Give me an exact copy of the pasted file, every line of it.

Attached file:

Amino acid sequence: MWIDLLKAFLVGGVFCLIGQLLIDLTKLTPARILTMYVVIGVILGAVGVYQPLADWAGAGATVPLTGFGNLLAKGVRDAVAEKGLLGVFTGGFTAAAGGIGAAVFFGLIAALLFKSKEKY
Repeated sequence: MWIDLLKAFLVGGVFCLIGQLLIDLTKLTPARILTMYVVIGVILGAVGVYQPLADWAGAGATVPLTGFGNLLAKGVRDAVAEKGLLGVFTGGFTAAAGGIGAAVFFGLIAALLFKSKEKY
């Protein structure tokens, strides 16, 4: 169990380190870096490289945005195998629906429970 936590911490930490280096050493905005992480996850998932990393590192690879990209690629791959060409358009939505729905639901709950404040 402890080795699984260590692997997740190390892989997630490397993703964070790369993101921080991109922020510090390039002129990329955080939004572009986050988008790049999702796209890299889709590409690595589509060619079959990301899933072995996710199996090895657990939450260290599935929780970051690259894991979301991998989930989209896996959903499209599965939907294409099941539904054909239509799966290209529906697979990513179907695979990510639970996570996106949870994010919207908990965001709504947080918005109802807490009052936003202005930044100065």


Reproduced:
Amino acid sequence: MWIDLLKAFLVGGVFCLIGQLLIDLTKLTPARILTMYVVIGVILGAVGVYQPLADWAGAGATVPLTGFGNLLAKGVRDAVAEKGLLGVFTGGFTAAAGGIGAAVFFGLIAALLFKSKEKY
Repeated sequence: MWIDLLKAFLVGGVFCLIGQLLIDLTKLTPARILTMYVVIGVILGAVGVYQPLADWAGAGATVPLTGFGNLLAKGVRDAVAEKGLLGVFTGGFTAAAGGIGAAVFFGLIAALLFKSKEKY
């Protein structure tokens, strides 16, 4: 169990380190870096490289945005195998629906429970 936590911490930490280096050493905005992480996850998932990393590192690879990209690629791959060409358009939505729905639901709950404040 402890080795699984260590692997997740190390892989997630490397993703964070790369993101921080991109922020510090390039002129990329955080939004572009986050988008790049999702796209890299889709590409690595589509060619079959990301899933072995996710199996090895657990939450260290599935929780970051690259894991979301991998989930989209896996959903499209599965939907294409099941539904054909239509799966290209529906697979990513179907695979990510639970996570996106949870994010919207908990965001709504947080918005109802807490009052936003202005930044100065």